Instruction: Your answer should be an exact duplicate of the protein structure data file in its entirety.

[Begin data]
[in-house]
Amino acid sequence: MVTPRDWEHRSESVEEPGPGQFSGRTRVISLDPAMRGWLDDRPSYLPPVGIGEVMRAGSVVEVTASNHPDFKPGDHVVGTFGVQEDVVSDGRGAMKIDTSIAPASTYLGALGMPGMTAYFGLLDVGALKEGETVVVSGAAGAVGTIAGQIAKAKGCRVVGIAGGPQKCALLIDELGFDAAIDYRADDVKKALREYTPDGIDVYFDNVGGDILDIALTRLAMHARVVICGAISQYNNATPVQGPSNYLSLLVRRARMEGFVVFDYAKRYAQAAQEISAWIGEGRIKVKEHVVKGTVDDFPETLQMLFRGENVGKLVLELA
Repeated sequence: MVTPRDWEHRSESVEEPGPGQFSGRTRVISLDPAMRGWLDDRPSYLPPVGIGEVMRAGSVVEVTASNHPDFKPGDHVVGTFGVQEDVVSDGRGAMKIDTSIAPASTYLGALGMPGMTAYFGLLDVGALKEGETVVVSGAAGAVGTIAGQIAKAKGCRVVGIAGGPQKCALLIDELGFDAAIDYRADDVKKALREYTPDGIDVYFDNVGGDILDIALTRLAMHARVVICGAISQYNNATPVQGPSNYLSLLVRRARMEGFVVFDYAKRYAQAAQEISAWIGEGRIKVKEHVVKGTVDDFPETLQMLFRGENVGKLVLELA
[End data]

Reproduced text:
[in-house]
Amino acid sequence: MVTPRDWEHRSESVEEPGPGQFSGRTRVISLDPAMRGWLDDRPSYLPPVGIGEVMRAGSVVEVTASNHPDFKPGDHVVGTFGVQEDVVSDGRGAMKIDTSIAPASTYLGALGMPGMTAYFGLLDVGALKEGETVVVSGAAGAVGTIAGQIAKAKGCRVVGIAGGPQKCALLIDELGFDAAIDYRADDVKKALREYTPDGIDVYFDNVGGDILDIALTRLAMHARVVICGAISQYNNATPVQGPSNYLSLLVRRARMEGFVVFDYAKRYAQAAQEISAWIGEGRIKVKEHVVKGTVDDFPETLQMLFRGENVGKLVLELA
Repeated sequence: MVTPRDWEHRSESVEEPGPGQFSGRTRVISLDPAMRGWLDDRPSYLPPVGIGEVMRAGSVVEVTASNHPDFKPGDHVVGTFGVQEDVVSDGRGAMKIDTSIAPASTYLGALGMPGMTAYFGLLDVGALKEGETVVVSGAAGAVGTIAGQIAKAKGCRVVGIAGGPQKCALLIDELGFDAAIDYRADDVKKALREYTPDGIDVYFDNVGGDILDIALTRLAMHARVVICGAISQYNNATPVQGPSNYLSLLVRRARMEGFVVFDYAKRYAQAAQEISAWIGEGRIKVKEHVVKGTVDDFPETLQMLFRGENVGKLVLELA